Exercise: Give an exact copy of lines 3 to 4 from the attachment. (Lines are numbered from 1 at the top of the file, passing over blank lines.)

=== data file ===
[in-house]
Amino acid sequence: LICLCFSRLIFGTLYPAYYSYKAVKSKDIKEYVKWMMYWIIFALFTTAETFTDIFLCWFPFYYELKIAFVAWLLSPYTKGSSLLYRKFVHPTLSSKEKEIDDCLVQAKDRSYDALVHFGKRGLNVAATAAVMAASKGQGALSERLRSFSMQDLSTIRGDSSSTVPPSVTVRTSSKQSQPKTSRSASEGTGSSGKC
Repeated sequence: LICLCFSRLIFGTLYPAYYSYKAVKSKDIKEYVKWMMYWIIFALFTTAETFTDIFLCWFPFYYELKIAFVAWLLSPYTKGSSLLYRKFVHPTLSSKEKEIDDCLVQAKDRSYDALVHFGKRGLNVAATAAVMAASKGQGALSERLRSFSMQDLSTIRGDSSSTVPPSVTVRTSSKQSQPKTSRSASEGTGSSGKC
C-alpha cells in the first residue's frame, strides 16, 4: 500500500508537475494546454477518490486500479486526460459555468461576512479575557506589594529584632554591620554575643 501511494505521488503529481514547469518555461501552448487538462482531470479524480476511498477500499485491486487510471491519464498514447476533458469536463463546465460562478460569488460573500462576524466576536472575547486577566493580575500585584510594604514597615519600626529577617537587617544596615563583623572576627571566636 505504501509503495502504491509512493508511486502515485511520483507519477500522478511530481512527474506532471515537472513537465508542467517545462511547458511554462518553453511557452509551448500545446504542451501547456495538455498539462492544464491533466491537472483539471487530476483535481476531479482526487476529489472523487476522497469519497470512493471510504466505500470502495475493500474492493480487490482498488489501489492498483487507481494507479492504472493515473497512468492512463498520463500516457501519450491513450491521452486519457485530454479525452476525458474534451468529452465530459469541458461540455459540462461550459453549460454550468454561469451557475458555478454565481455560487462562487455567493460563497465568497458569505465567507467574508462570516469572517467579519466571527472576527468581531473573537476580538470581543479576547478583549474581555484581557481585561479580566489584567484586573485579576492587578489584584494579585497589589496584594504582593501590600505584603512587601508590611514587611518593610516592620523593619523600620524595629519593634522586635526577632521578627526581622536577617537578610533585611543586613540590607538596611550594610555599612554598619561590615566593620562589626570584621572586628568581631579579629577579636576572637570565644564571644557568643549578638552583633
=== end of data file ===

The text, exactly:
Repeated sequence: LICLCFSRLIFGTLYPAYYSYKAVKSKDIKEYVKWMMYWIIFALFTTAETFTDIFLCWFPFYYELKIAFVAWLLSPYTKGSSLLYRKFVHPTLSSKEKEIDDCLVQAKDRSYDALVHFGKRGLNVAATAAVMAASKGQGALSERLRSFSMQDLSTIRGDSSSTVPPSVTVRTSSKQSQPKTSRSASEGTGSSGKC
C-alpha cells in the first residue's frame, strides 16, 4: 500500500508537475494546454477518490486500479486526460459555468461576512479575557506589594529584632554591620554575643 501511494505521488503529481514547469518555461501552448487538462482531470479524480476511498477500499485491486487510471491519464498514447476533458469536463463546465460562478460569488460573500462576524466576536472575547486577566493580575500585584510594604514597615519600626529577617537587617544596615563583623572576627571566636 505504501509503495502504491509512493508511486502515485511520483507519477500522478511530481512527474506532471515537472513537465508542467517545462511547458511554462518553453511557452509551448500545446504542451501547456495538455498539462492544464491533466491537472483539471487530476483535481476531479482526487476529489472523487476522497469519497470512493471510504466505500470502495475493500474492493480487490482498488489501489492498483487507481494507479492504472493515473497512468492512463498520463500516457501519450491513450491521452486519457485530454479525452476525458474534451468529452465530459469541458461540455459540462461550459453549460454550468454561469451557475458555478454565481455560487462562487455567493460563497465568497458569505465567507467574508462570516469572517467579519466571527472576527468581531473573537476580538470581543479576547478583549474581555484581557481585561479580566489584567484586573485579576492587578489584584494579585497589589496584594504582593501590600505584603512587601508590611514587611518593610516592620523593619523600620524595629519593634522586635526577632521578627526581622536577617537578610533585611543586613540590607538596611550594610555599612554598619561590615566593620562589626570584621572586628568581631579579629577579636576572637570565644564571644557568643549578638552583633